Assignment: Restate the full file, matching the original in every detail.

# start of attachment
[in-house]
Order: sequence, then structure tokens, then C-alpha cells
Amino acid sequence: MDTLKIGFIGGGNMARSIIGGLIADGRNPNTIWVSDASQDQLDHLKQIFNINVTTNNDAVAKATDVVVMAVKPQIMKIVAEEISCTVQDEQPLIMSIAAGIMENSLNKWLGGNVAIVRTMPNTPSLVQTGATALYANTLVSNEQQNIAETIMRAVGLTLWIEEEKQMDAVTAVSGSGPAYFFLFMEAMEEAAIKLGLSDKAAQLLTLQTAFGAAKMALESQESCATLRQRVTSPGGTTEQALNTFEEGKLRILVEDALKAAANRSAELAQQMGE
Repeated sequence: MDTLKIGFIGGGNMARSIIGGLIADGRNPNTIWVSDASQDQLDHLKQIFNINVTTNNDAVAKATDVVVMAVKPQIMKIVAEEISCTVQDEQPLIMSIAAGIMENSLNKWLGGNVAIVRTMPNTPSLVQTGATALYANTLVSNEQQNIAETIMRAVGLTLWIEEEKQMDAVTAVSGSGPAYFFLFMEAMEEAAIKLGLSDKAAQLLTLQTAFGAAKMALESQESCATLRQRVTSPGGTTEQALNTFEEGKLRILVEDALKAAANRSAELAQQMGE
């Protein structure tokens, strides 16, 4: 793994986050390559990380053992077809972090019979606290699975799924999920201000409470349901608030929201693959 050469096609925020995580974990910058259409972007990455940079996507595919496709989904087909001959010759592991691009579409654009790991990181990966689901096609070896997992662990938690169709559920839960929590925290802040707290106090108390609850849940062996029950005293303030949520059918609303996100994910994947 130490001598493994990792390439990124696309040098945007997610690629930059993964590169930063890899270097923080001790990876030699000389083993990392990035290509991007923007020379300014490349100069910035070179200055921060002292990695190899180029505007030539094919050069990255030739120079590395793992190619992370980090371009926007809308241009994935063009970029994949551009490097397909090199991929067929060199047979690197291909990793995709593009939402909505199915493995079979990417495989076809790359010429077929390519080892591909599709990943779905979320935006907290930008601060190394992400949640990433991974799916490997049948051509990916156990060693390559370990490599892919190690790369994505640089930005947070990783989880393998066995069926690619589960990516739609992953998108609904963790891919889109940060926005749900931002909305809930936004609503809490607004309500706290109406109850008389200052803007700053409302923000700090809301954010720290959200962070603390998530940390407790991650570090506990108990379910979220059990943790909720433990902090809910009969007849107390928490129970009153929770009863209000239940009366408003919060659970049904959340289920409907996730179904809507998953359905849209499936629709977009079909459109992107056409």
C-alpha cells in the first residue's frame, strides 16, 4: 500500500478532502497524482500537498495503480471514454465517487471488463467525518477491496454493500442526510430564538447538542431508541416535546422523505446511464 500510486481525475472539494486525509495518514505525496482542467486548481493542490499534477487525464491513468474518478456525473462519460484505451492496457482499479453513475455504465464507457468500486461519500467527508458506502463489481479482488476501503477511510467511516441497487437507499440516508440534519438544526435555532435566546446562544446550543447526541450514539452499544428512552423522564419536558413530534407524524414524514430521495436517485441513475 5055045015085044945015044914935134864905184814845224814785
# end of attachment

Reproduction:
[in-house]
Order: sequence, then structure tokens, then C-alpha cells
Amino acid sequence: MDTLKIGFIGGGNMARSIIGGLIADGRNPNTIWVSDASQDQLDHLKQIFNINVTTNNDAVAKATDVVVMAVKPQIMKIVAEEISCTVQDEQPLIMSIAAGIMENSLNKWLGGNVAIVRTMPNTPSLVQTGATALYANTLVSNEQQNIAETIMRAVGLTLWIEEEKQMDAVTAVSGSGPAYFFLFMEAMEEAAIKLGLSDKAAQLLTLQTAFGAAKMALESQESCATLRQRVTSPGGTTEQALNTFEEGKLRILVEDALKAAANRSAELAQQMGE
Repeated sequence: MDTLKIGFIGGGNMARSIIGGLIADGRNPNTIWVSDASQDQLDHLKQIFNINVTTNNDAVAKATDVVVMAVKPQIMKIVAEEISCTVQDEQPLIMSIAAGIMENSLNKWLGGNVAIVRTMPNTPSLVQTGATALYANTLVSNEQQNIAETIMRAVGLTLWIEEEKQMDAVTAVSGSGPAYFFLFMEAMEEAAIKLGLSDKAAQLLTLQTAFGAAKMALESQESCATLRQRVTSPGGTTEQALNTFEEGKLRILVEDALKAAANRSAELAQQMGE
């Protein structure tokens, strides 16, 4: 793994986050390559990380053992077809972090019979606290699975799924999920201000409470349901608030929201693959 050469096609925020995580974990910058259409972007990455940079996507595919496709989904087909001959010759592991691009579409654009790991990181990966689901096609070896997992662990938690169709559920839960929590925290802040707290106090108390609850849940062996029950005293303030949520059918609303996100994910994947 130490001598493994990792390439990124696309040098945007997610690629930059993964590169930063890899270097923080001790990876030699000389083993990392990035290509991007923007020379300014490349100069910035070179200055921060002292990695190899180029505007030539094919050069990255030739120079590395793992190619992370980090371009926007809308241009994935063009970029994949551009490097397909090199991929067929060199047979690197291909990793995709593009939402909505199915493995079979990417495989076809790359010429077929390519080892591909599709990943779905979320935006907290930008601060190394992400949640990433991974799916490997049948051509990916156990060693390559370990490599892919190690790369994505640089930005947070990783989880393998066995069926690619589960990516739609992953998108609904963790891919889109940060926005749900931002909305809930936004609503809490607004309500706290109406109850008389200052803007700053409302923000700090809301954010720290959200962070603390998530940390407790991650570090506990108990379910979220059990943790909720433990902090809910009969007849107390928490129970009153929770009863209000239940009366408003919060659970049904959340289920409907996730179904809507998953359905849209499936629709977009079909459109992107056409």
C-alpha cells in the first residue's frame, strides 16, 4: 500500500478532502497524482500537498495503480471514454465517487471488463467525518477491496454493500442526510430564538447538542431508541416535546422523505446511464 500510486481525475472539494486525509495518514505525496482542467486548481493542490499534477487525464491513468474518478456525473462519460484505451492496457482499479453513475455504465464507457468500486461519500467527508458506502463489481479482488476501503477511510467511516441497487437507499440516508440534519438544526435555532435566546446562544446550543447526541450514539452499544428512552423522564419536558413530534407524524414524514430521495436517485441513475 5055045015085044945015044914935134864905184814845224814785